“Hypo what?” That’s what most people ask when they first hear about the thyroid disease called hypothyroidism. But there’s much more to it than a tricky spelling and pronunciation.
We asked our Living With Hypothyroidism Facebook community to share the most bothersome things people have said about their condition. Here’s a sampling of what they’ve heard — and what they wish they’d heard instead.
Besides mild weight gain, some hair loss, and dry skin, the symptoms of hypothyroidism often go unnoticed. Still, you shouldn’t brush your friend’s condition aside.
If your friend is willing to share their feelings, give them the support they need. If they’d rather not share with you, ask if there’s a therapist or counselor they’d like to talk to instead. Or, if that doesn’t work, ask if they’d be interested in going to a yoga or meditation class. Any of these strategies can be helpful in boosting their mood and taking their mind off how they’re feeling.
Your friend may get tired more easily than normal. That’s because hypothyroidism affects the thyroid, an important gland that controls the body’s metabolism. When the thyroid becomes underactive or slow, it causes people to tire more quickly.
Taking a short afternoon nap can boost your friend’s energy levels. But don’t be disappointed when they turn down your suggestion for an all-day hiking trip or shopping excursion. Watching a movie together at their place or brining over a casserole for dinner are just some of the ways you can spend quality time together.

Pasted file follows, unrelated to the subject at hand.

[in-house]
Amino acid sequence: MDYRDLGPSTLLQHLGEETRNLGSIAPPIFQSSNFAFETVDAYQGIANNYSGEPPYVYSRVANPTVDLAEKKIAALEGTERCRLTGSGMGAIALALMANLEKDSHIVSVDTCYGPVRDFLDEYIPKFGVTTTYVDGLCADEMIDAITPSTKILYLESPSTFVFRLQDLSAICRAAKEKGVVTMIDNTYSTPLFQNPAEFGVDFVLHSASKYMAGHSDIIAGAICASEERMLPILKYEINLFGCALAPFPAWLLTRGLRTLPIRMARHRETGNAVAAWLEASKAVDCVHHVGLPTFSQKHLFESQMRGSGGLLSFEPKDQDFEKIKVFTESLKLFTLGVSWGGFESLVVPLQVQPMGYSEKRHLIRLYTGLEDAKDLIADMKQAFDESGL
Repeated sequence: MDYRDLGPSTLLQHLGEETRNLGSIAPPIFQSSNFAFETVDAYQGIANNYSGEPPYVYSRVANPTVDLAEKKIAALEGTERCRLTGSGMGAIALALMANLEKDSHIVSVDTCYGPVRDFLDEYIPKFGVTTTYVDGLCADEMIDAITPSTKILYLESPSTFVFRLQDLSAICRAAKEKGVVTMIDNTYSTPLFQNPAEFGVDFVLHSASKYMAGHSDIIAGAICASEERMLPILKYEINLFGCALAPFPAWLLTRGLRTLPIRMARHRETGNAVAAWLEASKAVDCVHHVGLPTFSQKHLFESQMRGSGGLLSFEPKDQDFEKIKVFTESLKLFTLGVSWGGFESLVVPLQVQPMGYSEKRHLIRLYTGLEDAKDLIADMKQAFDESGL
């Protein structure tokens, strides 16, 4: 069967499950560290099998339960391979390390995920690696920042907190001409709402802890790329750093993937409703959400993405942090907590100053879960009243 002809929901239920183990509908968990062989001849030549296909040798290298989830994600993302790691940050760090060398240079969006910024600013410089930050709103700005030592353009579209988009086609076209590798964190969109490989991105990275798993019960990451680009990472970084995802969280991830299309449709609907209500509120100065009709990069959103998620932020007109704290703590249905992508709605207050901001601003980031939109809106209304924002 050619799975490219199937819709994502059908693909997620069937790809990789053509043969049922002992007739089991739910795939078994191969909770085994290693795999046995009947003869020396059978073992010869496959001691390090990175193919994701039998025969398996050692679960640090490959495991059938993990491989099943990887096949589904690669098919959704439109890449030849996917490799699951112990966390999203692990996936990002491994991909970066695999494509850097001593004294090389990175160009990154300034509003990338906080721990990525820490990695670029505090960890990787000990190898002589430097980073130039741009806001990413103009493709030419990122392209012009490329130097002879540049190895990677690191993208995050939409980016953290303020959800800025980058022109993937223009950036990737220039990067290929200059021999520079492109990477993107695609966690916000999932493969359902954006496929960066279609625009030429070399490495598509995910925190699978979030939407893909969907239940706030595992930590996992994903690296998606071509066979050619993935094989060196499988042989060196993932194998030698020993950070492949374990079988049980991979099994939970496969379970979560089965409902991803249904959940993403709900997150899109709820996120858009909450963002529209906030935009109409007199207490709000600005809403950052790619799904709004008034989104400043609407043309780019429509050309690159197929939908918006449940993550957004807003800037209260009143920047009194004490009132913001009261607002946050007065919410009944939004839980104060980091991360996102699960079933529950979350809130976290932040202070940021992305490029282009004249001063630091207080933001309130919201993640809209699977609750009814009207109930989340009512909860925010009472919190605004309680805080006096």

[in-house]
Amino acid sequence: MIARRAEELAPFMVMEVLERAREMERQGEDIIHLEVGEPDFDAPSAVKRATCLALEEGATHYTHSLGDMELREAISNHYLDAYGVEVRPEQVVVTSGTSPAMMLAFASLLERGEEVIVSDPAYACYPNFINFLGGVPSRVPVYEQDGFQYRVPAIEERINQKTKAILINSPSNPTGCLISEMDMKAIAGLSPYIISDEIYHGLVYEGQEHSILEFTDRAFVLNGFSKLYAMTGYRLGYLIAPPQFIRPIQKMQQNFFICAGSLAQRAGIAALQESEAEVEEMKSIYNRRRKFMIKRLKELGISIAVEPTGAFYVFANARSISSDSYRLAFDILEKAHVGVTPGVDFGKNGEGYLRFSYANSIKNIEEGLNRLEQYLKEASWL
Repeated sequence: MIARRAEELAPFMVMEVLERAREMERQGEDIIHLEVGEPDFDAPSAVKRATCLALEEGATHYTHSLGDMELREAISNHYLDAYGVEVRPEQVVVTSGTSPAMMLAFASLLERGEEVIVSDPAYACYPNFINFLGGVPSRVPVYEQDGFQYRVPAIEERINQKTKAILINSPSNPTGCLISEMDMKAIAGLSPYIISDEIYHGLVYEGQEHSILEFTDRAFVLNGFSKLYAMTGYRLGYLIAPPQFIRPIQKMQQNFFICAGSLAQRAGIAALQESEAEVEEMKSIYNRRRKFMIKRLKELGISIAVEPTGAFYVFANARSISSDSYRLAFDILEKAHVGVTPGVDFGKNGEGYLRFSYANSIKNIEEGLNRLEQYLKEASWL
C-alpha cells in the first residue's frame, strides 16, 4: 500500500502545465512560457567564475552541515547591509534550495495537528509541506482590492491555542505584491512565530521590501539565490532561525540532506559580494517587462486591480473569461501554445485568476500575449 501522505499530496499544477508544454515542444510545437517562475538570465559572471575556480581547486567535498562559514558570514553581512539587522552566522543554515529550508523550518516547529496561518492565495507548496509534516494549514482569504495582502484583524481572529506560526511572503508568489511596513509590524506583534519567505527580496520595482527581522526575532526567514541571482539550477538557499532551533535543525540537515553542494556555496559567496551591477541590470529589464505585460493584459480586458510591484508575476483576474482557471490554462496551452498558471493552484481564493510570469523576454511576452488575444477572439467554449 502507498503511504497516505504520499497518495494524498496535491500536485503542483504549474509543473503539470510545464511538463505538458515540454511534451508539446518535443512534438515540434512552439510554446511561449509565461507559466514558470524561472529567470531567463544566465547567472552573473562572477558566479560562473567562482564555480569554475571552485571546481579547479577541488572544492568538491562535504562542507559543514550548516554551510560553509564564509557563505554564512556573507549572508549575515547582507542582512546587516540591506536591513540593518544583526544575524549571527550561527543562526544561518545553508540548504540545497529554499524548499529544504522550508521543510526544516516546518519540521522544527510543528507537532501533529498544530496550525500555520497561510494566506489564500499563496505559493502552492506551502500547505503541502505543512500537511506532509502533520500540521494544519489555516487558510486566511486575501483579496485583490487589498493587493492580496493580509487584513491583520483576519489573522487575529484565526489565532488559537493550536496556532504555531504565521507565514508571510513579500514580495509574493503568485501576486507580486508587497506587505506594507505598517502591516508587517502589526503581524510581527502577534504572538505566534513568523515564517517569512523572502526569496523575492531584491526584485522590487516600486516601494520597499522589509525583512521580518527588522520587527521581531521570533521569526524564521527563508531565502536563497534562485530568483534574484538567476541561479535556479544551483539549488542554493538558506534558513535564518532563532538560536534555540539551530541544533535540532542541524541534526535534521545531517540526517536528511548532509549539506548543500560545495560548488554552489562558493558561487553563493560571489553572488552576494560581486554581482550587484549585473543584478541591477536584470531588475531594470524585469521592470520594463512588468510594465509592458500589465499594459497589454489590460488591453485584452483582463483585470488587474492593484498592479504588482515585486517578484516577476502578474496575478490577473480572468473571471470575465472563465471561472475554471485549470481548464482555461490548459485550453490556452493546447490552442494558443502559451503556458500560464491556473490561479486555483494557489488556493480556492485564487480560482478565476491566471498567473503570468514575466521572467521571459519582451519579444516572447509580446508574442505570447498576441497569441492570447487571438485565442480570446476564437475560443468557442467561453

Fatigue, joint pain, heart palpitations, depression. These are just some of the symptoms your friend with hypothyroidism deals with every day. While exercise can help manage these symptoms, you shouldn’t push your friend by telling them to hop on a treadmill. If you’re concerned about their health, ask if they feel good enough to join you on a walk or go for a quick swim.
Hypothyroidism is a chronic condition, so it’s something your friend will have to manage for the rest of their life. While medications are essential, they don’t fix the thyroid disease. Lifestyle changes can also be beneficial. These changes include eating a diet rich in magnesium and selenium and exercising regularly.
Weight gain is one of the most common side effects of hypothyroidism. An underactive thyroid can cause your friend’s metabolism to slow down. This allows unwanted pounds to hang on.
While a proper diet alone isn’t enough to maintain or monitor thyroid hormone levels, it can improve thyroid function. You shouldn’t control your friend’s eating habits, but you can ask if there’s a nutrition plan they should follow. This shows that you care about their health.
No one can control if they get hypothyroidism or not. It’s often caused by an autoimmune disease. In this case, the immune system mistakenly attacks the thyroid. It can also be caused by removal of the thyroid, birth defects, certain drugs, and viral thyroiditis.
Symptoms vary from person to person, but they generally include fatigue, lethargy, sensitivity to cold, depression, and muscle weakness. If you notice your friend experiencing any of these symptoms, ask if you can lend a helping hand.
Hypothyroidism isn’t something that just goes away. And it’s not something you can bounce back from like the common cold. It will quickly become your friend’s “new normal.” As a chronic condition, hypothyroidism requires lifetime medication to help control it.